Seamanship Quotation

“In political activity, then, men sail a boundless and bottomless sea; there is neither harbour for shelter nor floor for anchorage, neither starting-place nor appointed destination.”
— from Michael Oakeshott's
Political Education” (1951)

Thursday, December 30, 2010

Uniting the left in Canada

Canada’s parliamentary left is becalmed. In fact, on major policy issues and in opinion polls, it’s been sitting still for so long that its paralysis is seldom noted. Strangely, the trouble-makers, the dreamers, in Canadian federal politics are invariably called conservatives.
Jack Layton, the leader of the New Democratic Party, aims to come in second in the next election while his Quebec lieutenant, Thomas Mulcair claims the NDP can work with anyone “asking for a more progressive form of government.” Mulcair suggests progressives parties should put a “little water in their wine.” At the same time, Liberal leader Michael Ignatieff sees the Liberal Party as the “big red tent” of those bygone days when there were no third parties to confuse things.
Tents unfurled and watered wine, however, are not the battle cries of confident progressives out to change Canada—a country with enviably means and a long list of reasons to try new directions. A tent is a third rate shelter if you have no plans to move to new markets. And watery wine serves no purpose if the guests are simply bored.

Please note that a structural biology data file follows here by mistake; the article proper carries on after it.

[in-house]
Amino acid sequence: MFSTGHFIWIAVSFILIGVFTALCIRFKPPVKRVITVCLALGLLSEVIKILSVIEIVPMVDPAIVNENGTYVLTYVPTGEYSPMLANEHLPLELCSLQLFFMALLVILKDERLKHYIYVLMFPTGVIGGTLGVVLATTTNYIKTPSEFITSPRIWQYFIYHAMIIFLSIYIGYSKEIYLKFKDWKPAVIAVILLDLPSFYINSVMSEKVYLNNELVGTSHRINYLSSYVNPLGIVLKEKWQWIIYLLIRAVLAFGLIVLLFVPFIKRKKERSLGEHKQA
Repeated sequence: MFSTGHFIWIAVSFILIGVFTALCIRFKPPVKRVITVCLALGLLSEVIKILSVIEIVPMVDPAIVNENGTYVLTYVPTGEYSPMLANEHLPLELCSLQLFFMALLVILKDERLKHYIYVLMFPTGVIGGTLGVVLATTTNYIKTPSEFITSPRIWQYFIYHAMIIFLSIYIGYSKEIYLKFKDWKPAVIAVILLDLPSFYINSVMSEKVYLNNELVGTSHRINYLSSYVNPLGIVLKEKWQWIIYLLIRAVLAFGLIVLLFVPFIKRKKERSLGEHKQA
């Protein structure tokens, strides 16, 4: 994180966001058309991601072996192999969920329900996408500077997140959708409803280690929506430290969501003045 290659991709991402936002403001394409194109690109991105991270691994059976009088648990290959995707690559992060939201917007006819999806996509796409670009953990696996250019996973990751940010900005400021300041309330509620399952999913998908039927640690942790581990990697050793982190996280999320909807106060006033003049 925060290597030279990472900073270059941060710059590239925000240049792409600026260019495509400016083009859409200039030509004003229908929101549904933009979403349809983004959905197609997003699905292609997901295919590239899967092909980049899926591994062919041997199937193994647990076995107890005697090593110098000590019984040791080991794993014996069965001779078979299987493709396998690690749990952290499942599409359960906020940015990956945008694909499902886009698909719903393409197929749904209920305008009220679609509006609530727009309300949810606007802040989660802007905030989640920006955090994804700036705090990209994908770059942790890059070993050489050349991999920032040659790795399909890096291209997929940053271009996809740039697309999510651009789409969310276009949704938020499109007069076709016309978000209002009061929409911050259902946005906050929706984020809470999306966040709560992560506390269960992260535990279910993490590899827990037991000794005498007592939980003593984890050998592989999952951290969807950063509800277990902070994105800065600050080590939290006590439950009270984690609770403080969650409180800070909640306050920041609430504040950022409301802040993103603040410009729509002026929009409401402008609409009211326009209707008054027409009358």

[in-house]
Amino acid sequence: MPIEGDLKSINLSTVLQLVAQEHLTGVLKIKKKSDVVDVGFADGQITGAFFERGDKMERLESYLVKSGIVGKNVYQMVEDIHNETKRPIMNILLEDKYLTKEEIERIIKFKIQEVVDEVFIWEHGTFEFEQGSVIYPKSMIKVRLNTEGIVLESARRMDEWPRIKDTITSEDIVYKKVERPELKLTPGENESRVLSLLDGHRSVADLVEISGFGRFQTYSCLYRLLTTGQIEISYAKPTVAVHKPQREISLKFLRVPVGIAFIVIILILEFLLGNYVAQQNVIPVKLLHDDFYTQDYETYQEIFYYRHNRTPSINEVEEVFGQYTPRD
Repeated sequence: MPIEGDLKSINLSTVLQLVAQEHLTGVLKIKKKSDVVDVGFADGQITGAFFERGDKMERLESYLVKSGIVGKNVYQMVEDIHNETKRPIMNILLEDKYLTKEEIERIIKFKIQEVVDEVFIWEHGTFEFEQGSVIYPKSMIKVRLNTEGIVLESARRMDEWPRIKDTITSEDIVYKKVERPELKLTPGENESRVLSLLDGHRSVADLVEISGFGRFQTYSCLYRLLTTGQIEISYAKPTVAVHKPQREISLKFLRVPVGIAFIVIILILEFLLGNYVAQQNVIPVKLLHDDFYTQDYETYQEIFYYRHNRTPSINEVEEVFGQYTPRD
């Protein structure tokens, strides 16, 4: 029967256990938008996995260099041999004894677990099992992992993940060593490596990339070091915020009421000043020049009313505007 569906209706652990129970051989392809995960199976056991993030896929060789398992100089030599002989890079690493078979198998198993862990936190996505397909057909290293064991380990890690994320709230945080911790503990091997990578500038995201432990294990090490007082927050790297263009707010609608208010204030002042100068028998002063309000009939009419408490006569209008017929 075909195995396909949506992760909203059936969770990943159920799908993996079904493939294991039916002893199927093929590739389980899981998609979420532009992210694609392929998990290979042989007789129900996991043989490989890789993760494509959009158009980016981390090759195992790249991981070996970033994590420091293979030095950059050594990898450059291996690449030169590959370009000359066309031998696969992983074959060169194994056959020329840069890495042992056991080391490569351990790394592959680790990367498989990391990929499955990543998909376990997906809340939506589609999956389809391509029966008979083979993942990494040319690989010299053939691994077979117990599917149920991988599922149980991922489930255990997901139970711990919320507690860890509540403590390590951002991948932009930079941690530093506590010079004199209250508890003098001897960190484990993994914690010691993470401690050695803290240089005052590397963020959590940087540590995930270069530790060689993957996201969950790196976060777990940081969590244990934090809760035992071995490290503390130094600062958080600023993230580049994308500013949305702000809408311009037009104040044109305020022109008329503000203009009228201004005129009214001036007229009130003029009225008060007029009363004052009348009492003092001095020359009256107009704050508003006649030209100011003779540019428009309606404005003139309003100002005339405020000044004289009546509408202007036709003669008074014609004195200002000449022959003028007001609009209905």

The obstinacy of the left’s divided leadership isn’t the fault of Canada’s political culture. Since responsible government, some 170 years ago, Canadian politicians have been forming alliances to create national parties and governments.  Ideas have mobilized Canadians many times before. Indeed, Harper’s Prime Ministership is damning daily tribute to the success of those political activists who risked their customized political turfs for the larger prize—in their case, uniting as one national party to break the dominance of the Liberal Party and put conservative ideas into office.
Furthermore, without the conceit of today’s parliamentary opposition, they acted without pretending they automatically represented nearly two-thirds of the electorate.
Ignatieff sympathizers in the media shrug: nothing done by the oppostion matters for much because governments defeat themselves. Click on:
 It’s not true, however, that opposition leaders need only stay fit and inoffensive. The last string of Liberal majority governments was mightily assisted by the division of the centre-right into the Progressive Conservative and Reform parties. That Liberal government didn’t survive for long after the conservatives united. Also, an opposition that demonstrates—in its policy choices and in the issues it fights—the characteristics of a winning alternative government can force an incumbent to take fatal risks.
A challenged government and a competent challenger can move the electorate closer to that alarming conclusion: it’s time for a change.

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